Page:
Seeds From the Urban Harvest

Growing seeds from the Urban Harvest has been a rewarding experience. My small backyard vegetable garden is off to a great start.

This is a quick review of my experience with the Urban Harvest. This company is located on the western coast of Florida. Elise is the woman who does videos about growing vegetables in this hot Florida climate. I have linked to one of her videos below. She also has a beautiful website with information and seeds for sale. I am so happy to have found her, and very much appreciate her good advice about gardening.

I’m just getting started with my backyard vegetable garden, but so far I’m impressed with the growth from the seeds I bought.

Growing From Seed

Whenever you use seeds to begin a garden, it’s a guess as to how many seeds will actually grow. I’ve had very good luck with my seeds from The Urban Harvest. Everything has grown really well.

If you live in the St. Pete area of Florida (west coast), this company also sells living plants. See more at the Urban Harvest website.

seed packets
Seeds from Urban Harvest

Seed packets cost around $3.00 and all the packets above came from The Urban Harvest even though only two packets contain their label. Shipping was fast. I received a thank you e-mail. In my opinion, customer service is great!

My seeds arrived in April, so I only planted what could handle the summer heat. (The carrots, broccoli and Brussels sprouts will wait until Fall.)

The watermelon and okra were put directly into the ground on April 8th. Of the 12 watermelon seeds I planted, 9 came up. I have thinned them to four plants. I simply don’t have a lot of space for them.

Watermelon plants day 34


Almost all of the okra seeds sprouted. I transplanted a few of the seeds when thinning the rows, and I don’t suggest doing that. Those transplanted okra plants are not growing as well as the ones I left alone!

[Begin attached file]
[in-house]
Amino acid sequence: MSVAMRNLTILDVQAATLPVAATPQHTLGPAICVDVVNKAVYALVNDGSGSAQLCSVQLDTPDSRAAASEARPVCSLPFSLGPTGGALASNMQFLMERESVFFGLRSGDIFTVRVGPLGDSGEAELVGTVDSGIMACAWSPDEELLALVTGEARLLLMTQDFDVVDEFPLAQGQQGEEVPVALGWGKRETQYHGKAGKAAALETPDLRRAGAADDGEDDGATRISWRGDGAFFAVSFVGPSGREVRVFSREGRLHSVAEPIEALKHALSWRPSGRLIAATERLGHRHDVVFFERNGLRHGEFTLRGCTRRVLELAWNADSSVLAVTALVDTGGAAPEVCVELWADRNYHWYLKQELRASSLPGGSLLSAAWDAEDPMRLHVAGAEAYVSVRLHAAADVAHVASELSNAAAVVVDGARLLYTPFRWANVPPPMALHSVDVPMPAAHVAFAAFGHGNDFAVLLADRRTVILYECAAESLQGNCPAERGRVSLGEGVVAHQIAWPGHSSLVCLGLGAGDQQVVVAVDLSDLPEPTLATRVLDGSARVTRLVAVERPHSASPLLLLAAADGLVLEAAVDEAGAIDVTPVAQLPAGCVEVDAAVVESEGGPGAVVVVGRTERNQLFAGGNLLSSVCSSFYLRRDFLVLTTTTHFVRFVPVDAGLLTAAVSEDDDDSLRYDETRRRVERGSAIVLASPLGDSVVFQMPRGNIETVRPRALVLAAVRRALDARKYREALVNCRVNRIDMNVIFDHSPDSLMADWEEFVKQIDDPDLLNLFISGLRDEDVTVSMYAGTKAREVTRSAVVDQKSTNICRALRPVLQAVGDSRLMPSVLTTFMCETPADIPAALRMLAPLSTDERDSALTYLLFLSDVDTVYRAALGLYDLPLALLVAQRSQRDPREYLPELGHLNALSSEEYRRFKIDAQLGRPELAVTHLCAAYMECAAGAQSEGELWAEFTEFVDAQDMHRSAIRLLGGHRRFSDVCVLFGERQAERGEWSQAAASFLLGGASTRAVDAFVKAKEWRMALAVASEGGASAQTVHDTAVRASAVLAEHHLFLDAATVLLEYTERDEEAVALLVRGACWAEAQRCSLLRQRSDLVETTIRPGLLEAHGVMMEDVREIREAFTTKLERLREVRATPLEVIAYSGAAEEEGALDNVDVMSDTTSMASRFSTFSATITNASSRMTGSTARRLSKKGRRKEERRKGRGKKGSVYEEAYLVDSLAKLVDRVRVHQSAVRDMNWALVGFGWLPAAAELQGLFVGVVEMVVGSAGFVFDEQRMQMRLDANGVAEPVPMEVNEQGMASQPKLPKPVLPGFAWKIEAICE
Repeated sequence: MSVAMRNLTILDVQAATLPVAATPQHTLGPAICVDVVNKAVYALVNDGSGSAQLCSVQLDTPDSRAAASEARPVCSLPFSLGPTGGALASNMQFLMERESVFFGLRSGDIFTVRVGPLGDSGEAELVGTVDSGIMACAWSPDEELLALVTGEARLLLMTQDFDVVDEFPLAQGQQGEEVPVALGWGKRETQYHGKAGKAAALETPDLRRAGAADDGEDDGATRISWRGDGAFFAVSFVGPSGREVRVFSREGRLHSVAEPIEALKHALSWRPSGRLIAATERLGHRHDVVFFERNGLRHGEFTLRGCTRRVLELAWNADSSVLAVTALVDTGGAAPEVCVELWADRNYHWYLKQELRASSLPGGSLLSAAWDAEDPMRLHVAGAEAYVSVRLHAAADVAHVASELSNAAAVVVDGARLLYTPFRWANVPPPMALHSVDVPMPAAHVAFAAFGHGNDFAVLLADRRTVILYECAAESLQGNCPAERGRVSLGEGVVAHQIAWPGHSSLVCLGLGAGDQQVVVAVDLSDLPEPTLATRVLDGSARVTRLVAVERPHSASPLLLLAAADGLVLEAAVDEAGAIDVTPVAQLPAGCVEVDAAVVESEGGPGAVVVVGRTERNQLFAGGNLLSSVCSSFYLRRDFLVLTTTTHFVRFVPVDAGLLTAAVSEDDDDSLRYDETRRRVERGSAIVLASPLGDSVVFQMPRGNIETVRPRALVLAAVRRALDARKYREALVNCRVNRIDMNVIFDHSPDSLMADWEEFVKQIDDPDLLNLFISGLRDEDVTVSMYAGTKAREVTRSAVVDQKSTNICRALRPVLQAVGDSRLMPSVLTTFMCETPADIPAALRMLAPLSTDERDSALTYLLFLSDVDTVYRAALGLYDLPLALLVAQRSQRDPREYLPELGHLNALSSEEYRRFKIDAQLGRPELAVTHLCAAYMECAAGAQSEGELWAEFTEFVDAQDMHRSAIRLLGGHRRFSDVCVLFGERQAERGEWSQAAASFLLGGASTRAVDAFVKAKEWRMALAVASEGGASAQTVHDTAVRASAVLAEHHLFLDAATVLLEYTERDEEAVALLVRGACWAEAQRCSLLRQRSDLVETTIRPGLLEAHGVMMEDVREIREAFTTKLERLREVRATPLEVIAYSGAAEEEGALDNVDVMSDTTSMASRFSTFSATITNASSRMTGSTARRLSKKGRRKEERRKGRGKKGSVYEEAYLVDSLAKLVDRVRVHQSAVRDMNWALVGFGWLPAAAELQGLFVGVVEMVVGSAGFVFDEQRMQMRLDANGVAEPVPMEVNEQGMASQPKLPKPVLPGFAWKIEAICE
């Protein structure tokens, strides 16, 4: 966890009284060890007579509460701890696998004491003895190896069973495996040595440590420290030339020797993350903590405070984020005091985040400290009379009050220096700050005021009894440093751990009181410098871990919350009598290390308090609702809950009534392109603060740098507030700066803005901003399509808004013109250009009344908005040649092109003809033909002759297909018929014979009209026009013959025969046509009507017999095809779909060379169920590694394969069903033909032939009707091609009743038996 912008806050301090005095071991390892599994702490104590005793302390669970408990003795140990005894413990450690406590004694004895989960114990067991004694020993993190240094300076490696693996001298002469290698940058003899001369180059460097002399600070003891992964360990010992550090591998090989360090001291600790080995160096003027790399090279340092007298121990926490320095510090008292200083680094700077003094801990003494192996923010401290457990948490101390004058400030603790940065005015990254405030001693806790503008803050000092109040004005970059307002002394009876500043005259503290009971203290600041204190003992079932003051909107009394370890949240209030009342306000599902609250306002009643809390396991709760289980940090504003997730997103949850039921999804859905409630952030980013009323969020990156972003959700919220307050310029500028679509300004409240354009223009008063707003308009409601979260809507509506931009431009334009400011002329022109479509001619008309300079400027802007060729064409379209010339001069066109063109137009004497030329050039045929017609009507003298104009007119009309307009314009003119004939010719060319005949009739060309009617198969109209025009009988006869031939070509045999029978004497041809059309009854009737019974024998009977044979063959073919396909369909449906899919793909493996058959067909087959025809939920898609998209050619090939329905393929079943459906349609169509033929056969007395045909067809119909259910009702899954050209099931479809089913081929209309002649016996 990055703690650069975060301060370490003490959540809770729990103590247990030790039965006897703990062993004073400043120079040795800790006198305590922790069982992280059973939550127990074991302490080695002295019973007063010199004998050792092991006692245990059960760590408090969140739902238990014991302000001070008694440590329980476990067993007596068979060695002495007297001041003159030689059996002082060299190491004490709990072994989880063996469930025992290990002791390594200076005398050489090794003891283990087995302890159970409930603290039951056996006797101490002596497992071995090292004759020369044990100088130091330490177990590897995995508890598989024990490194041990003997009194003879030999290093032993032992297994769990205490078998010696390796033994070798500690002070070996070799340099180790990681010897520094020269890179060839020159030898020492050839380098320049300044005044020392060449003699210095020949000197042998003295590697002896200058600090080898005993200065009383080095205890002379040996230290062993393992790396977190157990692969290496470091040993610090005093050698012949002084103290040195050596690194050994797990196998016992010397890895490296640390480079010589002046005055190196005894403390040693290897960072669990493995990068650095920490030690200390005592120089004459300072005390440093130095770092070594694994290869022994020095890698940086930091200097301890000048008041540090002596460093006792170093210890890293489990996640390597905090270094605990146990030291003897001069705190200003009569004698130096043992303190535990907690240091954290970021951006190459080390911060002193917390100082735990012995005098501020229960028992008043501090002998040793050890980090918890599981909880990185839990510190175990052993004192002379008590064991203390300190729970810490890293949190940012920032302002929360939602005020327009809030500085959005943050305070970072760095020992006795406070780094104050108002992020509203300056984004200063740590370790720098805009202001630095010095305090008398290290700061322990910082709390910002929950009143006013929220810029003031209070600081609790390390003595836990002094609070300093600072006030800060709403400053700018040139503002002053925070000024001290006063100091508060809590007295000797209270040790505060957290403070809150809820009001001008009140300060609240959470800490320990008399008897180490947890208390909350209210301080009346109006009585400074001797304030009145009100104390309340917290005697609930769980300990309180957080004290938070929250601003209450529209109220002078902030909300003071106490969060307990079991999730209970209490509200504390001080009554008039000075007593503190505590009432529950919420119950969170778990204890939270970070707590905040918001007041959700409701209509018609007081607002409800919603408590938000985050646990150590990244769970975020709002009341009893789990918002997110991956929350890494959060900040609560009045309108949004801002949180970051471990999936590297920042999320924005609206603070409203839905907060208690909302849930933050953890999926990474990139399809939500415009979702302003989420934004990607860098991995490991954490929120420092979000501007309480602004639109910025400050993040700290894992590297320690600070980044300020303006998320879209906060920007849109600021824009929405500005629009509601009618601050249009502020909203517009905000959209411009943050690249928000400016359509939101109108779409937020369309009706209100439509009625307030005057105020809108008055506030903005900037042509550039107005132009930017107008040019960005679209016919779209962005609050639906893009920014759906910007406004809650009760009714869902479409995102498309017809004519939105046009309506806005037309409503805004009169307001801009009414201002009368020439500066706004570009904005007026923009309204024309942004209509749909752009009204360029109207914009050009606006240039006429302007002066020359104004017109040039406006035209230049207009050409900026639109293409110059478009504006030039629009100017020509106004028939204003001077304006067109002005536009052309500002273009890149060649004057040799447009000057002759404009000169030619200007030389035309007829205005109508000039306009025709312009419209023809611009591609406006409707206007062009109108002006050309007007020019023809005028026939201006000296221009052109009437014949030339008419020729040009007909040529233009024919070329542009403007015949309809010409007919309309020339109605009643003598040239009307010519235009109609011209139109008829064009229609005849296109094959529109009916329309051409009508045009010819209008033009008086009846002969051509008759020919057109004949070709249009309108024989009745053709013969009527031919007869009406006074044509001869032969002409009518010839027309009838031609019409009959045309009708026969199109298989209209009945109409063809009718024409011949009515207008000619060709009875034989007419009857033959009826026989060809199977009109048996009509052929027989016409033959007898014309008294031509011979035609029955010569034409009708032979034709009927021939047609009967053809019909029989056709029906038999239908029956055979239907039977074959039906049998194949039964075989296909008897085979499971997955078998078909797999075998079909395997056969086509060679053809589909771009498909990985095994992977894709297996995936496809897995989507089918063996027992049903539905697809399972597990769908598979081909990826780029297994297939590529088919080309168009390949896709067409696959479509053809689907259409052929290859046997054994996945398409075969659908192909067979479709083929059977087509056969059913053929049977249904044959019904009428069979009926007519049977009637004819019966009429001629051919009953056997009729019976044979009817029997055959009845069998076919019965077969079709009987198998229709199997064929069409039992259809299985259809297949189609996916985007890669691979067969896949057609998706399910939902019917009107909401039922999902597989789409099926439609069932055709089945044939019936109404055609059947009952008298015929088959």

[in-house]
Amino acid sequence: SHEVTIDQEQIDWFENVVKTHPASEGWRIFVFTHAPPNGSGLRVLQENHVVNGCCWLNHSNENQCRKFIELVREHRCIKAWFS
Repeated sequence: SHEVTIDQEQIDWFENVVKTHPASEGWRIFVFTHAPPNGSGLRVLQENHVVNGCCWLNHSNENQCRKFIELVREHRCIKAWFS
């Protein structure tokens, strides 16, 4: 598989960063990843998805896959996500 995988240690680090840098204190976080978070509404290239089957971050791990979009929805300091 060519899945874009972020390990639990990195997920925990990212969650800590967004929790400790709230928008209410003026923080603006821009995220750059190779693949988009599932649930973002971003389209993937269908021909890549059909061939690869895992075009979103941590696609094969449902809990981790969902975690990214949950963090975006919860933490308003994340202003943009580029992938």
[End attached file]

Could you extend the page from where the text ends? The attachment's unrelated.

okra plant

I’ve never grown, or eaten okra so I only planted three short rows.

Seminole Pumpkin

On April 8th I put the pumpkin seeds into pots.

Here are the pumpkin seedlings at growing day 10.

Seminole pumpkin seedlings
Pumpkin seedlings – day 10
Pumpkins into ground and doing well.

Now the pumpkins have been growing in the ground since about April 29th. Today is May 12th so these two pumpkin plants are a little over a month old (photo below) from the time I first planted the seeds.

Seminole pumpkin plants, 5/12
May 12th Seminole Pumpkin plants in the garden

Right now the pumpkin plants are growing upward and I hope they will trail off to the edge of the yard once they get going. I am very excited about these native Florida pumpkins! Search YouTube if you want to see how big the vines grow. They can even grow up through trees and produce hanging pumpkins!


I was totally unfamiliar with the Moringa tree. The Urban Harvest sells Moringa seeds and I have a three growing in the yard, and one in a small pot. All seeds that were begun in pots sprouted, whereas the ones I put directly into the ground did not.

I wish I had more space and knew more about their growth habits, height and so on. This will be an experiment. Right now I have three planted and growing, but they are small.